I had reached the level of the Carolus Linnaeus of 1735 or, more accurately (since at that time I knew little of the Swedish master), the Roger Tory Peterson of 1934, when the great naturalist published the first edition of A Field Guide to the Birds. My Linnaean period was nonetheless a good start for a scientific career. The first step to wisdom, as the Chinese say, is getting things by their right names.

Then I discovered evolution. Suddenly--that is not too strong a word--I saw the world in a wholly new way. This epiphany I owed to my mentor Ralph Chermock, an intense, chain-smoking young assistant professor newly arrived in the provinces with a Ph.D. in entomology from Cornell University. After listening to me natter for a while about my lofty goal of classifying all the ants of Alabama, he handed me a copy of Ernst Mayr's 1942 Systematics and the Origin of Species. Read it, he said, if you want to become a real biologist.

The thin volume in the plain blue cover was one of the New Synthesis works, uniting the nineteenth-century Darwinian theory of evolution and modern genetics. By giving a theoretical structure to natural history, it vastly expanded the Linnaean enterprise. A tumbler fell somewhere in my mind, and a door opened to a new world. I was enthralled, couldn't stop thinking about the implications evolution has for classification and for the rest of biology. And for philosophy. And for just about everything. Static pattern slid into fluid process. My thoughts, embryonically those of a modern biologist, traveled along a chain of causal events, from mutations that alter genes to evolution that multiplies species, to species that assemble into faunas and floras. Scale expanded, and turned continuous. By inwardly manipulating time and space, I found I could climb the steps in biological organization from microscopic particles in cells to the forests that clothe mountain slopes. A new enthusiasm surged through me. The animals and plants I loved so dearly reentered the stage as lead players in a grand drama. Natural history was validated as a real science.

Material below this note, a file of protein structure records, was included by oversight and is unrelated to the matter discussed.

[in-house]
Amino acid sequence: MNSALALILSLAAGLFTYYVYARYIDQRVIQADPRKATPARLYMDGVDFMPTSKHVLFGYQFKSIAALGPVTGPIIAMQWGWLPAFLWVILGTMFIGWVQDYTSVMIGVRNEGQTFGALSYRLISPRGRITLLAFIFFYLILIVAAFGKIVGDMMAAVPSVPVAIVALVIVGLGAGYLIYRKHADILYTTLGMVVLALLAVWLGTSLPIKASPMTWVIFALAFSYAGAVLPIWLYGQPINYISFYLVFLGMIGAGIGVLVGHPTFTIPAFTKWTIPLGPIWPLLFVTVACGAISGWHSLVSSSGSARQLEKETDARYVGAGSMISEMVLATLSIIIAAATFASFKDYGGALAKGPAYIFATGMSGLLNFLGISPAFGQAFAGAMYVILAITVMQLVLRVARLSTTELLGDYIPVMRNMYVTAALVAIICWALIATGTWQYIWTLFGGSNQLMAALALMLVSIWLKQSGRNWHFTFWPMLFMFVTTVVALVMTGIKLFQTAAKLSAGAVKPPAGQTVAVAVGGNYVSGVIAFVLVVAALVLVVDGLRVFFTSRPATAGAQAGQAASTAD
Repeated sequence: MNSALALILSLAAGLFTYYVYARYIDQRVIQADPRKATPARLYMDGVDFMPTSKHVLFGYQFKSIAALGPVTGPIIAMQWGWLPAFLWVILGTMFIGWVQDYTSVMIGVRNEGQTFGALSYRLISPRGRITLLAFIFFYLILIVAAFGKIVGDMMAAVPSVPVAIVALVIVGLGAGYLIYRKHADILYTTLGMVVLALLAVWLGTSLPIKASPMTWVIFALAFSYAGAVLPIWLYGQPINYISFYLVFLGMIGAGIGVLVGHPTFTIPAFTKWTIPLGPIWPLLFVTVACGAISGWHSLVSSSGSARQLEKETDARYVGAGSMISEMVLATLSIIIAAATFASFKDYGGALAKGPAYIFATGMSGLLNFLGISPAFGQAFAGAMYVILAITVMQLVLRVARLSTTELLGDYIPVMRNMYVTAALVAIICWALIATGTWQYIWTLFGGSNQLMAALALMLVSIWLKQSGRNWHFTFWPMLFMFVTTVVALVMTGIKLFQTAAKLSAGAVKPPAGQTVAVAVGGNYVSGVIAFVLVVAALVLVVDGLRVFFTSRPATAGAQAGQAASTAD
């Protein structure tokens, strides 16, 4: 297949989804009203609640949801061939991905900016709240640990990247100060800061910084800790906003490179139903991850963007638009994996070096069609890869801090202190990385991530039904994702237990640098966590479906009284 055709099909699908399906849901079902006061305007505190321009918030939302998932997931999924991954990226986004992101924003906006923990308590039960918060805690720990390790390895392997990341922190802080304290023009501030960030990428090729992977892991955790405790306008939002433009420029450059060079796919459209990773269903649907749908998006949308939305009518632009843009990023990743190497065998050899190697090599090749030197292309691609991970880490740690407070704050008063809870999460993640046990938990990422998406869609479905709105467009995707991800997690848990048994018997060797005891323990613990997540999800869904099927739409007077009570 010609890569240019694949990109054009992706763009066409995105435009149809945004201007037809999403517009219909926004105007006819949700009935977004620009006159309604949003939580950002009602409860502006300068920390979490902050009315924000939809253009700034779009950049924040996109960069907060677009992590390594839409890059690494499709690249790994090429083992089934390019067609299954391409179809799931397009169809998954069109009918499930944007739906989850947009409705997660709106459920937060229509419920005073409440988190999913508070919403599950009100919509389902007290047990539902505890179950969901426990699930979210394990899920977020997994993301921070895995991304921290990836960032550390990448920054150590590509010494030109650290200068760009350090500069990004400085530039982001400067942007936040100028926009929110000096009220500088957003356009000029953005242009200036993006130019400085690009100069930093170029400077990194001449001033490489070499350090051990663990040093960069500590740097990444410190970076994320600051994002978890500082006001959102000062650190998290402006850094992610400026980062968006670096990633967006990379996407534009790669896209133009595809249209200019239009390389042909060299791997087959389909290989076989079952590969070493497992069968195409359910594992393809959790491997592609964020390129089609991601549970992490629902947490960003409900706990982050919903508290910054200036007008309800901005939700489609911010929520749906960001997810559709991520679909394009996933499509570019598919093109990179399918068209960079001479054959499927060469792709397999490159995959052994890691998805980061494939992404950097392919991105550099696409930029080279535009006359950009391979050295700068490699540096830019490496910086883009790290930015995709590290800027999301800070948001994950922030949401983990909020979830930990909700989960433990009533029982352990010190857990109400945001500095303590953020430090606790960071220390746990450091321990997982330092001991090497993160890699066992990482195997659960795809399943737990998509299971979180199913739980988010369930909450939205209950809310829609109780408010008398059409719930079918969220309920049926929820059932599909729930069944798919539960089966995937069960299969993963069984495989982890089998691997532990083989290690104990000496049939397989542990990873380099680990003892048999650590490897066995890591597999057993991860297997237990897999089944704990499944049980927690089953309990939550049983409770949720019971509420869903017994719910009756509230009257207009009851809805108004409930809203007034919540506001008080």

I had experienced the Ionian Enchantment. That recently coined expression I borrow from the physicist and historian Gerald Holton. It means a belief in the unity of the sciences--a conviction, far deeper than a mere working proposition, that the world is orderly and can be explained by a small number of natural laws. Its roots go back to Thales of Miletus, in Ionia, in the sixth century b.c. The legendary philosopher was considered by Aristotle two centuries later to be the founder of the physical sciences. He is of course remembered more concretely for his belief that all matter consists ultimately of water. Although the notion is often cited as an example of how far astray early Greek speculation could wander, its real significance is the metaphysics it expressed about the material basis of the world and the unity of nature.